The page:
Comment

George Osborne’s tax adjustments penalise charities

Sara Peoples

Finding satisfactory moral justification for depriving the nation’s charities of an estimated one billion pounds cannot be an easy task. So perhaps spare some sympathy for Chancellor George Osborne, attempting to placate a public which is aghast at his proposals to prevent this tax from  damaging society’s most vulnerable.

George Osborne’s desire to restrict tax relief to £50,000, or 25 per cent of a person’s income, has horrified charities and their supporters, who have created the ‘Give It Back, George’ campaign. Founder of Ambassadors for Philanthropy, Dame Stephanie Shirley has scathingly condemned the proposals. She has implored David Cameron to stop the proposals, which have left her ‘dismayed’. Considering her findings that ‘half of all giving comes from just 7 per cent of donors,’ she has good cause for apprehension. The potential ramifications of discouraging these donors from supporting charities could cripple many worthy causes, which are already floundering since the economic downturn.

Admittedly, wealthy contributors to charities may benefit from a lesser degree of taxation as a result of their charitable giving,  yet the financial resources they inject into ailing charities is crucial to the survival of British philanthropy. What financial support is the Government promising as a substitute for the loss of funding that will doubtlessly be created by the new tax measures? Osborne has made vague promises to ‘talk with charities’ as a substitute; perhaps not the most practical alternative strategy, nor the most consoling for those who stand to suffer the consequences. Visualising the dire consequences Osborne’s proposals would mean for the underprivileged, an incentive for wealthy donors to contribute does not seem so objectionable!

Eradicating tax evasion may be a noble aim, but it is not the wealthy donors who are going to be adversely affected by the new tax scheme.  Instead, the magnitude of the consequences would devastate those dependent on charities. The repercussions would undoubtedly be fatal for many charities that are struggling to survive in the troubled economy.  Similarly, the potential consequences for schools and universities are equally grave.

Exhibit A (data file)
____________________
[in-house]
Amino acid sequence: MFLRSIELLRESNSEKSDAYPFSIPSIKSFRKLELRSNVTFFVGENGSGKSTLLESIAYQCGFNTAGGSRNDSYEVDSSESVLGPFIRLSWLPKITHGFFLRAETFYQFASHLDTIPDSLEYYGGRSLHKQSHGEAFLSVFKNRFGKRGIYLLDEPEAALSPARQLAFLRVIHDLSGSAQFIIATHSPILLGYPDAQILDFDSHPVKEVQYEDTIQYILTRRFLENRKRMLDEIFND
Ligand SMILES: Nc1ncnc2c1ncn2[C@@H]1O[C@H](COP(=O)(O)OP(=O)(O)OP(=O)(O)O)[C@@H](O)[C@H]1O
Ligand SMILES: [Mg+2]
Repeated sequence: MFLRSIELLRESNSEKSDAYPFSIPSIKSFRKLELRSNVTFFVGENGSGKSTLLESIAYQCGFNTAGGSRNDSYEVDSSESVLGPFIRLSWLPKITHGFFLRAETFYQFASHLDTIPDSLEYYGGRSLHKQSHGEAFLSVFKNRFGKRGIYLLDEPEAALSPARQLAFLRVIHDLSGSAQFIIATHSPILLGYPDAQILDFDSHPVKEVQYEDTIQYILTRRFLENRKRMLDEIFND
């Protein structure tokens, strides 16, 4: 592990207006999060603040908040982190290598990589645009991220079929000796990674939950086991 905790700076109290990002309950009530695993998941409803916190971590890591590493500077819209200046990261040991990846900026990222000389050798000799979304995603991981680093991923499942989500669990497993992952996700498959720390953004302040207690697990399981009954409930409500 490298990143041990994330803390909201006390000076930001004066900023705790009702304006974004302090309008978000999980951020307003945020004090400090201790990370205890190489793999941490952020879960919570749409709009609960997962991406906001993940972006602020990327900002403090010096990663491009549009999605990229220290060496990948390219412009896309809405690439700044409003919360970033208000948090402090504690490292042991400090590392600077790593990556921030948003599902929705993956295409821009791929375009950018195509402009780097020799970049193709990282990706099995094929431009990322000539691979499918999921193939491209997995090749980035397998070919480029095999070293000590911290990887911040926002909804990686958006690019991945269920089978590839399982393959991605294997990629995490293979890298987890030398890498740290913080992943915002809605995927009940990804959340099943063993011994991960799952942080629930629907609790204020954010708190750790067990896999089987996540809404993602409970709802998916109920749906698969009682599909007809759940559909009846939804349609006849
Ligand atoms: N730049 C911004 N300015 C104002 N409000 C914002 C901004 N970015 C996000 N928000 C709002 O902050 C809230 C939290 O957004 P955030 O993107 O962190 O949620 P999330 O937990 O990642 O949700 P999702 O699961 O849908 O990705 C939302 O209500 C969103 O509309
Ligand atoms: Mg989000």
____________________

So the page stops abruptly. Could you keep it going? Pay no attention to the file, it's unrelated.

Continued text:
Does George Osborne find the prospect of wealthy individuals retaining a modest amount of their tax in return for substantial donations to charities a less tolerable concept than the idea of preventing £1 billion of aid reaching children, the elderly and the sick from next year onwards? If so, his lack of perspective is disarming.

Dr Harpal Kumar, Chief executive of Cancer Research UK, has condemned the proposals as being completely incongruent with previous Government pledges espousing a desire to nurture a ‘culture of philanthropy’. Even within the Conservative Party itself, the new tax measures have been met with criticism, with a two thirds majority of the Coalition opposing the plans.

The Government’s assertion that its plans are intended to prevent wealthy donors avoiding income tax,  by contributing to ‘bogus’ charities, is undoubtedly questionable. Such issues could be dealt with by the Government in separate measures, or through the Charity Commissioner, without penalizing those in need.

The growing moral outcry from the public against these plans is in danger of becoming analogous with the fallout from Gordon Brown’s abolition of the 10p tax rate and Margaret Thatcher’s withdrawal of free milk for schoolchildren. Undoubtedly the best option for the Chancellor is scrapping these outrageous plans and commencing damage limitation.

The Chancellor may claim to espouse Big Society values, yet his willingness to prevent up to one billion pounds of aid reaching society’s most vulnerable, suggests that his values are in the same state the nation’s charities may be following such tax proposals: bankrupt.

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